Also useful as the nonionic surfactant of the surfactant systems of the present invention are the alkylpolysaccharides disclosed in U.S. Pat. No. 4,565,647.

Preferred alkylpolyglycosides have the formula: R.sup.2 O(C.sub.n H.sub.2n O).sub.t (glycosyl).sub.x wherein R.sup.2 is selected from the group consisting of alkyl, alkylphenyl, hydroxyalkyl, hydroxyalkylphenyl, and mixtures thereof in which thealkyl groups contain from about 10 to about 18, preferably from about 12 to about 14, carbon atoms; n is 2 or 3, preferably 2; t is from 0 to about 10, preferably 0; and x is from about 1.3 to about 10, preferably from about 1.3 to about 3, mostpreferably from about 1.3 to about 2.7.

The condensation products of ethylene oxide with a hydrophobic base formed by the condensation of propylene oxide with propylene glycol are also suitable for use as the additional nonionic surfactant systems of the present invention. Examples ofcompounds of this type include certain of the commercially-available Plurafac.TM. LF404 and Pluronic.TM. surfactants, marketed by BASF.

Also suitable for use as the nonionic surfactant of the nonionic surfactant system of the present invention, are the condensation products of ethylene oxide with the product resulting from the reaction of propylene oxide and ethylenediamine. Examples of this type of nonionic surfactant include certain of the commercially available Tetronic.TM. compounds, marketed by BASF.

Preferred for use as the nonionic surfactant of the surfactant systems of the present invention are polyethylene oxide condensates of alkyl phenols, condensation products of primary and secondary aliphatic alcohols with from about 1 to about 25moles of ethylene oxide, alkylpolysaccharides, and mixtures thereof. Most preferred are C.sub.8 -C.sub.14 alkyl phenol ethoxylates having from 3 to 15 ethoxy groups and C.sub.8 -C.sub.18 alcohol ethoxylates (preferably C.sub.10 avg.) having from 2 to 10ethoxy groups, and mixtures thereof.

Highly preferred nonionic surfactants are polyhydroxy fatty acid amide surfactants of the formula: R.sup.2 --C(O)--N(R.sup.1)--Z wherein R.sup.1 is H, or R.sup.1 is C.sub.1-4 hydrocarbyl, 2-hydroxy ethyl, 2-hydroxy propyl or a mixture thereof,R.sup.2 is C.sub.5-31 hydrocarbyl, and Z is a polyhydroxyhydrocarbyl having a linear hydrocarbyl chain with at least 3 hydroxyls directly connected to the chain, or an alkoxylated derivative thereof. Preferably, R.sup.1 is methyl, R.sup.2 is a straightC.sub.11-15 alkyl or C.sub.16-18 alkyl or alkenyl chain such as coconut alkyl or mixtures thereof, and Z is derived from a reducing sugar such as glucose, fructose, maltose, lactose, in a reductive amination reaction.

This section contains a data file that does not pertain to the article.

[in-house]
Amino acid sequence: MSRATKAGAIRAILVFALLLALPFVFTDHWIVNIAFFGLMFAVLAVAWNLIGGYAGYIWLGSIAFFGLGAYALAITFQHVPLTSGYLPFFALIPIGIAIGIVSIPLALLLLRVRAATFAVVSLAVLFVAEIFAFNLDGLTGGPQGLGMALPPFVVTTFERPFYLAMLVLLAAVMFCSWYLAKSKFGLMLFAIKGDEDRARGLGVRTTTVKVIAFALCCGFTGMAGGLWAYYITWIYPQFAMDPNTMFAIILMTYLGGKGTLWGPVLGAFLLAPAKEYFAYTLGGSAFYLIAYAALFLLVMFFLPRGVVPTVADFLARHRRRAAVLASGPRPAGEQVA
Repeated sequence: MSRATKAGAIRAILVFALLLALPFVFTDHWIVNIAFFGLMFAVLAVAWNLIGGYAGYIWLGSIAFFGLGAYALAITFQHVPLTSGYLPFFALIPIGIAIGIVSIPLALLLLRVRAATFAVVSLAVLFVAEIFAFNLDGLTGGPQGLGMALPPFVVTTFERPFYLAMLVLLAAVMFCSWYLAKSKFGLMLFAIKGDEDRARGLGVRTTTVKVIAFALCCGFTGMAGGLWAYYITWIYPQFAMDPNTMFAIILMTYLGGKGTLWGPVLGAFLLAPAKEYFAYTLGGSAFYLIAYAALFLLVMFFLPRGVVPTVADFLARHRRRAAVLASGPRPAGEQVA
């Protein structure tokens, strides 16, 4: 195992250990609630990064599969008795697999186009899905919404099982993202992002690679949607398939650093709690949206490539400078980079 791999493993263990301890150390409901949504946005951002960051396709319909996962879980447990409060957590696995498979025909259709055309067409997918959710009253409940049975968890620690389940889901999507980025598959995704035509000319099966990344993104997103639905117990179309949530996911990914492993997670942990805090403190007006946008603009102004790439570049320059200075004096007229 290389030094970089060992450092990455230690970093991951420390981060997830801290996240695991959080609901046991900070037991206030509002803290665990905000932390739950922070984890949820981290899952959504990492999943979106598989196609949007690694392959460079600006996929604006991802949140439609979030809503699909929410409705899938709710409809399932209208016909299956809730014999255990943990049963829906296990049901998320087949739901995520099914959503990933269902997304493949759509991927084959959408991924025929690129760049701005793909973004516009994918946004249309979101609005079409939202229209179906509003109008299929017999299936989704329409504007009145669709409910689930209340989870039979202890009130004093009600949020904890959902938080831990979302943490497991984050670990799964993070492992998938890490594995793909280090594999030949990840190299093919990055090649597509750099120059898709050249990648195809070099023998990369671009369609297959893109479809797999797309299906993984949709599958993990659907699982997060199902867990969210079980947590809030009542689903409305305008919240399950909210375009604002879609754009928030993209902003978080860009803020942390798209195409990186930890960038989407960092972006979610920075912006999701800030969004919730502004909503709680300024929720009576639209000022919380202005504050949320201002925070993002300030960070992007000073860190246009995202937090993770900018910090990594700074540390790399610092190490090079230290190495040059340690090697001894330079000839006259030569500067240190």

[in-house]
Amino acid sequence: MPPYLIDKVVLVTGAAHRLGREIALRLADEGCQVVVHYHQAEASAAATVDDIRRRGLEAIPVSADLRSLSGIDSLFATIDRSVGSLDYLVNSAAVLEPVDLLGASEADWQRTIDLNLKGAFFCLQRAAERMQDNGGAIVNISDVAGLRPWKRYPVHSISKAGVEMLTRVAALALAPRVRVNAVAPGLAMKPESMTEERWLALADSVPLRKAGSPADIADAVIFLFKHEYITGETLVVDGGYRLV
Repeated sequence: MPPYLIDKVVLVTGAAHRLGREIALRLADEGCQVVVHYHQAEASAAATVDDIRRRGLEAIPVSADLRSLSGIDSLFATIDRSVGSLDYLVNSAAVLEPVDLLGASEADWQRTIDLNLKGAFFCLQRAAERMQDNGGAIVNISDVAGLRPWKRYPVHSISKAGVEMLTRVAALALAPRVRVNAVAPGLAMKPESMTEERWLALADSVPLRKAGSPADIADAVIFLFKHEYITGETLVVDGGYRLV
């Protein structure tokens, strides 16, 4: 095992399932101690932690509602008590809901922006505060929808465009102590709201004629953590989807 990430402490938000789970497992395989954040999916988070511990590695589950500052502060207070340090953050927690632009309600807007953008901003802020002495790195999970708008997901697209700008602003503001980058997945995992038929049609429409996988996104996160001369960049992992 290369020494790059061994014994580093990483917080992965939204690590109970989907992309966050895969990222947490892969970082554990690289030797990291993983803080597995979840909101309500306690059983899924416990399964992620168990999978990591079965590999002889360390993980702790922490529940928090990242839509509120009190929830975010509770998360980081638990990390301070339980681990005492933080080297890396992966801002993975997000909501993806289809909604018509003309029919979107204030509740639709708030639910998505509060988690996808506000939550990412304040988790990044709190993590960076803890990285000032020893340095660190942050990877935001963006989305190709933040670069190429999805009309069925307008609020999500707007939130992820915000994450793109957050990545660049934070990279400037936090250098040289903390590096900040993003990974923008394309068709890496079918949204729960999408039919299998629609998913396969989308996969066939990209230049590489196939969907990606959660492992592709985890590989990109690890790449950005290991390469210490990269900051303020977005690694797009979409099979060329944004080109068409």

Anionic Surfactants--Suitable anionic surfactants to be used are linear alkyl benzene sulfonate, alkyl ester sulfonate surfactants including linear esters of C.sub.8 -C.sub.20 carboxylic acids (i.e., fatty acids) which are sulfonated with gaseousSO.sub.3 according to "The Journal of the American Oil Chemists Society", 52 (1975), pp. 323-329. Suitable starting materials would include natural fatty substances as derived from tallow, palm oil, etc.

The preferred alkyl ester sulfonate surfactant, especially for laundry applications, comprise alkyl ester sulfonate surfactants of the structural formula: ##STR41##

wherein R.sup.3 is a C.sub.8 -C.sub.20 hydrocarbyl, preferably an alkyl, or combination thereof, R.sup.4 is a C.sub.1 C.sub.6 hydrocarbyl, preferably an alkyl, or combination thereof, and M is a cation which forms a water soluble salt with thealkyl ester sulfonate. Suitable salt-forming cations include metals such as sodium, potassium, and lithium, and substituted or unsubstituted ammonium cations, such as monoethanolamine, diethanolamine, and triethanolamine. Preferably, R.sup.3 isC.sub.10 -C.sub.16 alkyl, and R.sup.4 is methyl, ethyl or isopropyl. Especially preferred are the methyl ester sulfonates wherein R.sup.3 is C.sub.10 -C.sub.16 alkyl.